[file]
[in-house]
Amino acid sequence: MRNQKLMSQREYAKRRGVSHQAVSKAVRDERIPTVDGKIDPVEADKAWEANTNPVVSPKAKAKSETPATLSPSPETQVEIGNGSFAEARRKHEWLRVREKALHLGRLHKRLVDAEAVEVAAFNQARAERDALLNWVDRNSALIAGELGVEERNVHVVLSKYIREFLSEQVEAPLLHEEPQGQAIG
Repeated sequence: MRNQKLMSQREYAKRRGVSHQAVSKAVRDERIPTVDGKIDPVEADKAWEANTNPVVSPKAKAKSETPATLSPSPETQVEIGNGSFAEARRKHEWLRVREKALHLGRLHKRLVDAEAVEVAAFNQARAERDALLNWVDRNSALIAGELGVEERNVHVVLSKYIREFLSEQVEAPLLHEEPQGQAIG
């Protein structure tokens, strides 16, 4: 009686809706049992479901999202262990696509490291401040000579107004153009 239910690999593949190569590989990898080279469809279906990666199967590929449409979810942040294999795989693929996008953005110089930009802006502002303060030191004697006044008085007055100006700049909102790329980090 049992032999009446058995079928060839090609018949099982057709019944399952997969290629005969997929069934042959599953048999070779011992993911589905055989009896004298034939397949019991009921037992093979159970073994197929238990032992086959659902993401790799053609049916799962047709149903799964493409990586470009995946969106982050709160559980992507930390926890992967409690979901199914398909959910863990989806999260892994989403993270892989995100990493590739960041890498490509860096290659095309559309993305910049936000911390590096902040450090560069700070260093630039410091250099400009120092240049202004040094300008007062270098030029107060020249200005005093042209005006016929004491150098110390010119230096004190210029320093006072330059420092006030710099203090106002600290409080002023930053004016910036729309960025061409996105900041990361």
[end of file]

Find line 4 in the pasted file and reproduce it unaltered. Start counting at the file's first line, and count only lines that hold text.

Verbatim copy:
């Protein structure tokens, strides 16, 4: 009686809706049992479901999202262990696509490291401040000579107004153009 239910690999593949190569590989990898080279469809279906990666199967590929449409979810942040294999795989693929996008953005110089930009802006502002303060030191004697006044008085007055100006700049909102790329980090 049992032999009446058995079928060839090609018949099982057709019944399952997969290629005969997929069934042959599953048999070779011992993911589905055989009896004298034939397949019991009921037992093979159970073994197929238990032992086959659902993401790799053609049916799962047709149903799964493409990586470009995946969106982050709160559980992507930390926890992967409690979901199914398909959910863990989806999260892994989403993270892989995100990493590739960041890498490509860096290659095309559309993305910049936000911390590096902040450090560069700070260093630039410091250099400009120092240049202004040094300008007062270098030029107060020249200005005093042209005006016929004491150098110390010119230096004190210029320093006072330059420092006030710099203090106002600290409080002023930053004016910036729309960025061409996105900041990361």